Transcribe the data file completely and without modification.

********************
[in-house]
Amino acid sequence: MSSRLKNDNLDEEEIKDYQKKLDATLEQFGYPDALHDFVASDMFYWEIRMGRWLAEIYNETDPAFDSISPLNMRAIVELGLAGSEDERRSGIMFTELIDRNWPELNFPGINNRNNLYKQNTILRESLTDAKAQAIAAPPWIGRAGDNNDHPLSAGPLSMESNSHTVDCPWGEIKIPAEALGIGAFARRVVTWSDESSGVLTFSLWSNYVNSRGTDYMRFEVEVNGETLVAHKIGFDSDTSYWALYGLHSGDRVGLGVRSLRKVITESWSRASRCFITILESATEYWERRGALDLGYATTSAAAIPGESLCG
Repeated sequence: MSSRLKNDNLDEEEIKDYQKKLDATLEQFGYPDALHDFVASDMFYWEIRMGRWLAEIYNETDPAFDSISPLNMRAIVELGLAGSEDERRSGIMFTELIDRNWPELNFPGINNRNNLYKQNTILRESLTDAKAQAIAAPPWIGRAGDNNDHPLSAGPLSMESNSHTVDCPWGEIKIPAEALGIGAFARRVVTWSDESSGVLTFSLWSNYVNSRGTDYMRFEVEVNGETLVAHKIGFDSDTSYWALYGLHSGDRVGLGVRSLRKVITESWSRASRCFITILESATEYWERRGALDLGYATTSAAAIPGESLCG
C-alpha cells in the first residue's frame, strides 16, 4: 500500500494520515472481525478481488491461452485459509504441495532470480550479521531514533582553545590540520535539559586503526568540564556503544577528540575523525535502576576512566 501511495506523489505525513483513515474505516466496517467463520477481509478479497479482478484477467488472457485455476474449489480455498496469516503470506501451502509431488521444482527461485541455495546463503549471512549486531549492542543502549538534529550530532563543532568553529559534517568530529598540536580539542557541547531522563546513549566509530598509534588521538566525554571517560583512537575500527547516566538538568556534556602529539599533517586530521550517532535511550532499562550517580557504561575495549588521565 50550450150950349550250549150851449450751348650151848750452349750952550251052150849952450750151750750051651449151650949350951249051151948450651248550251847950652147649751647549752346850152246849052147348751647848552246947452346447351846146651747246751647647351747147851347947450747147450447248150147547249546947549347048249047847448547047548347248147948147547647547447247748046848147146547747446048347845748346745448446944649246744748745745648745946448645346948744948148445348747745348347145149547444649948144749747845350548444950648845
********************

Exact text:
[in-house]
Amino acid sequence: MSSRLKNDNLDEEEIKDYQKKLDATLEQFGYPDALHDFVASDMFYWEIRMGRWLAEIYNETDPAFDSISPLNMRAIVELGLAGSEDERRSGIMFTELIDRNWPELNFPGINNRNNLYKQNTILRESLTDAKAQAIAAPPWIGRAGDNNDHPLSAGPLSMESNSHTVDCPWGEIKIPAEALGIGAFARRVVTWSDESSGVLTFSLWSNYVNSRGTDYMRFEVEVNGETLVAHKIGFDSDTSYWALYGLHSGDRVGLGVRSLRKVITESWSRASRCFITILESATEYWERRGALDLGYATTSAAAIPGESLCG
Repeated sequence: MSSRLKNDNLDEEEIKDYQKKLDATLEQFGYPDALHDFVASDMFYWEIRMGRWLAEIYNETDPAFDSISPLNMRAIVELGLAGSEDERRSGIMFTELIDRNWPELNFPGINNRNNLYKQNTILRESLTDAKAQAIAAPPWIGRAGDNNDHPLSAGPLSMESNSHTVDCPWGEIKIPAEALGIGAFARRVVTWSDESSGVLTFSLWSNYVNSRGTDYMRFEVEVNGETLVAHKIGFDSDTSYWALYGLHSGDRVGLGVRSLRKVITESWSRASRCFITILESATEYWERRGALDLGYATTSAAAIPGESLCG
C-alpha cells in the first residue's frame, strides 16, 4: 500500500494520515472481525478481488491461452485459509504441495532470480550479521531514533582553545590540520535539559586503526568540564556503544577528540575523525535502576576512566 501511495506523489505525513483513515474505516466496517467463520477481509478479497479482478484477467488472457485455476474449489480455498496469516503470506501451502509431488521444482527461485541455495546463503549471512549486531549492542543502549538534529550530532563543532568553529559534517568530529598540536580539542557541547531522563546513549566509530598509534588521538566525554571517560583512537575500527547516566538538568556534556602529539599533517586530521550517532535511550532499562550517580557504561575495549588521565 50550450150950349550250549150851449450751348650151848750452349750952550251052150849952450750151750750051651449151650949350951249051151948450651248550251847950652147649751647549752346850152246849052147348751647848552246947452346447351846146651747246751647647351747147851347947450747147450447248150147547249546947549347048249047847448547047548347248147948147547647547447247748046848147146547747446048347845748346745448446944649246744748745745648745946448645346948744948148445348747745348347145149547444649948144749747845350548444950648845